In 2000, PDA sales peaked at approximately 7 million units worldwide. Last year, that number dropped to just over 2 million units. I often visit technology stores such as Future Shop or Best Buy and I cannot remember the last time that I saw anyone looking at a PDA at the ever shrinking PDA display counters. The telephone and multi-function mobile device is taking over from the PDA with Blackberries and Palm/Pocket PC based phones taking up the lion's share of the market for mobile devices. The advantage for the physician user is obviously the ability carry your information and decision support on the telephone (1 device) rather than on a PDA and carry a cell phone at the same time.
However, are physicians still predominant users of PDAs? Are the cell phones taking over as the devices of choice? Do physicians now tend to use the desktop/laptop/tablet PC with high speed Internet access or directly through an EMR to get medication information or clinical decision support information?
My sense is that although applications such as a Canadian version of ePocrates are important, will they continue to be so as we move to more computers in the office and the exam room and towards EMR and high speed internet access at point of care?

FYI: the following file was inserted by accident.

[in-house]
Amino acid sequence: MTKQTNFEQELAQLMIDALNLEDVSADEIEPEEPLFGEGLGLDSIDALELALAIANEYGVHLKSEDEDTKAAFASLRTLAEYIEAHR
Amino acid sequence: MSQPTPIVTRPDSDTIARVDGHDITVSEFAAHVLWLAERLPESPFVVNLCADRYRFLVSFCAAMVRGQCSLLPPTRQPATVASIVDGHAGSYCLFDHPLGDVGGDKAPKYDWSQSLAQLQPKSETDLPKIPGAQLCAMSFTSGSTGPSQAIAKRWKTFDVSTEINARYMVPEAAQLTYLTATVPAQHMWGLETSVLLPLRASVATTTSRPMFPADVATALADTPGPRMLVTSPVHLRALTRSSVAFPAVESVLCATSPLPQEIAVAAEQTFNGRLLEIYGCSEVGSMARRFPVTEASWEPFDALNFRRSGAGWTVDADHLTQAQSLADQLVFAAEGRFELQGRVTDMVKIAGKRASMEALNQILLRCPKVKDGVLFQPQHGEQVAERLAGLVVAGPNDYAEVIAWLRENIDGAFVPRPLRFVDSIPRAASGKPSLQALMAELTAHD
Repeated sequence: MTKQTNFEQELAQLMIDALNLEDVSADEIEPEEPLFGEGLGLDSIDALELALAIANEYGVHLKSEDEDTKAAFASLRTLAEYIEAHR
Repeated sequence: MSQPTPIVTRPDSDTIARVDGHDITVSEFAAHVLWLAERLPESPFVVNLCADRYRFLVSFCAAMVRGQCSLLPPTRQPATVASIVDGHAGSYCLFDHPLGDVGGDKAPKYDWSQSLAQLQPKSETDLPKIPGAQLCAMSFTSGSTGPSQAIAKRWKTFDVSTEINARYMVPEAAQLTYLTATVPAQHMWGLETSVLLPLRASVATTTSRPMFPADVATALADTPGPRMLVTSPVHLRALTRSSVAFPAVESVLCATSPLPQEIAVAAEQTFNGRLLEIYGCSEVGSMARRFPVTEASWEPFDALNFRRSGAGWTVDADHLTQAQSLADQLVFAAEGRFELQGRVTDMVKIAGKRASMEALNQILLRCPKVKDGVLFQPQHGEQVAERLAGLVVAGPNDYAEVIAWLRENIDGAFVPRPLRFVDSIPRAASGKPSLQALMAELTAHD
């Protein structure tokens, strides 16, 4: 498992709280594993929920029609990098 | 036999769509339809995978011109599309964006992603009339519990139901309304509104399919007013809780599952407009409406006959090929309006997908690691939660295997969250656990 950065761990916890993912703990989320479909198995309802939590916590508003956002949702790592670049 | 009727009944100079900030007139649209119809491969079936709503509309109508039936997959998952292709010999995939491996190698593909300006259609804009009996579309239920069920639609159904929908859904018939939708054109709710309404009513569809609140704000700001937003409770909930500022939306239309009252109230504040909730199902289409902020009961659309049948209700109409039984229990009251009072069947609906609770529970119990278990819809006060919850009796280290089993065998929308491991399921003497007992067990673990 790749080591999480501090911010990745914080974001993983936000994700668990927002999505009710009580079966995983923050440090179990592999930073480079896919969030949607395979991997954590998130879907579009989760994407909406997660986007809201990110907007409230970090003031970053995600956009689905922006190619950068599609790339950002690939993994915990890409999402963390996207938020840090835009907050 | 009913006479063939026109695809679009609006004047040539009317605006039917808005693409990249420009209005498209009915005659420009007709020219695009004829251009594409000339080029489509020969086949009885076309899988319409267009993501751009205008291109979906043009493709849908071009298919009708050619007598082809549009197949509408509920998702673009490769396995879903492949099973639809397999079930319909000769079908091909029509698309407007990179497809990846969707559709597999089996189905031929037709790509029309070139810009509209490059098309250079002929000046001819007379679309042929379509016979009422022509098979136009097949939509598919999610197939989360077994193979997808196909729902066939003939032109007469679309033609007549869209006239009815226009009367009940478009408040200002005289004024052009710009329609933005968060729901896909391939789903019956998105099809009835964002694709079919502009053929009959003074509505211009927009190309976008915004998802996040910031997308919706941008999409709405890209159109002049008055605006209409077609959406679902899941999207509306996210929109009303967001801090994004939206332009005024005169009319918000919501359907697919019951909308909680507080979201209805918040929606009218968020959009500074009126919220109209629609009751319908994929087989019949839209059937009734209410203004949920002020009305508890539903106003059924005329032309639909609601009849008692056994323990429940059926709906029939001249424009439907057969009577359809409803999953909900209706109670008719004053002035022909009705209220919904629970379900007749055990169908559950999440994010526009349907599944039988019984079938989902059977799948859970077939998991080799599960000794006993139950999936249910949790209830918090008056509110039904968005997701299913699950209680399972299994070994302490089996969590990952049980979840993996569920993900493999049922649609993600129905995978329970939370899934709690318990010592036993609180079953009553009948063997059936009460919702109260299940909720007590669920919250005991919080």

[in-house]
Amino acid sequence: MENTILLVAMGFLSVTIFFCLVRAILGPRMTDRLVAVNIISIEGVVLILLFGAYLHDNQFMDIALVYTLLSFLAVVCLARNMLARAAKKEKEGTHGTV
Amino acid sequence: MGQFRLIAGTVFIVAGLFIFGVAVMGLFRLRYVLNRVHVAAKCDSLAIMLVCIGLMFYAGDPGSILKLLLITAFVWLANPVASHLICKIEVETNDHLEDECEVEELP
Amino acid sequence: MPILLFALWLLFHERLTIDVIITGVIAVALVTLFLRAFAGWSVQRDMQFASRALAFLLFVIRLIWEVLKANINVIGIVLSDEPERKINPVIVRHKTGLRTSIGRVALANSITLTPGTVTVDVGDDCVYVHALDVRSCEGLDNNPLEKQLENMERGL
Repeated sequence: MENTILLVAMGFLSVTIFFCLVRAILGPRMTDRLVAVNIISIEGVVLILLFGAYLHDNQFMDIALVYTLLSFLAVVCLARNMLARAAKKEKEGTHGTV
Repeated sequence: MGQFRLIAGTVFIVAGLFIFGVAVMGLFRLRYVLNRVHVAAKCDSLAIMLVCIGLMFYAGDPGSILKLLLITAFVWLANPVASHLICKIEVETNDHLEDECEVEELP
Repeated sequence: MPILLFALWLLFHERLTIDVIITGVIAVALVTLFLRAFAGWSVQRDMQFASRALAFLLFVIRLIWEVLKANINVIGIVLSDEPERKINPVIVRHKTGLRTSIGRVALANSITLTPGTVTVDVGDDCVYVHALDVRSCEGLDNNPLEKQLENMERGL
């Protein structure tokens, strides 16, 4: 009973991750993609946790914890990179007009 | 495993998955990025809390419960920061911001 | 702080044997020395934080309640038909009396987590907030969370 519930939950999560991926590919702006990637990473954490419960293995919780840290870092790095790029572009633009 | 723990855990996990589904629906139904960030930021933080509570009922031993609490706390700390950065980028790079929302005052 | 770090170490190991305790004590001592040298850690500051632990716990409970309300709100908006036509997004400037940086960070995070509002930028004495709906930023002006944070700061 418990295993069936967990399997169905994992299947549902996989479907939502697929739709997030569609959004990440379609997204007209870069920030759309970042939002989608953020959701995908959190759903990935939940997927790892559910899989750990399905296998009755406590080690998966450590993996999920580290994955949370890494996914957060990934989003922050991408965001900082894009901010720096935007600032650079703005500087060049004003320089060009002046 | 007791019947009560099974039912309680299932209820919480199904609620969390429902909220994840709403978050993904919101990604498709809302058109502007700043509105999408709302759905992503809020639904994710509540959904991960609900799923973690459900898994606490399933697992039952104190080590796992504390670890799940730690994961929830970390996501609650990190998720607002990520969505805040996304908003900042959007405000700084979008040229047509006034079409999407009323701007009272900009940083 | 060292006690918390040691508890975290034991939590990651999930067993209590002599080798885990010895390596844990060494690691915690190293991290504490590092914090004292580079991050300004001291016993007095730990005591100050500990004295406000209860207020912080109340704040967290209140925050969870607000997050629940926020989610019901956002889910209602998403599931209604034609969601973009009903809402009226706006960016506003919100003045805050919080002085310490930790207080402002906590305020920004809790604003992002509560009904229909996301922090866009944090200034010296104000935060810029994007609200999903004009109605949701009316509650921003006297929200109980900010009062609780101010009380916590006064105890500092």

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"Epocrates Inc. announced its expansion into the global market with the introduction of local brand and generic drug names integrated into its clinical applications. The company’s mobile solutions, including the Epocrates Rx free drug reference and the Epocrates Essentials premium drug, disease and diagnostic guide, now include drug name indexes for four countries – Canada, Germany, Spain and the United Kingdom. “Epocrates products have become invaluable to me, with immediate access to current clinical information, such as drug dosing and interactions, on my personal digital assistant. The addition of the local drug content will help me provide even better care for my patients,” said Michael Golbey, family physician, Kelowna, BC. An Epocrates survey, conducted prior to the launch, found that nearly 90 percent of clinicians currently using Epocrates applications in the four countries believe that using Epocrates has helped them avoid medical errors, and more than 50 percent reported avoiding at least one medical error a week.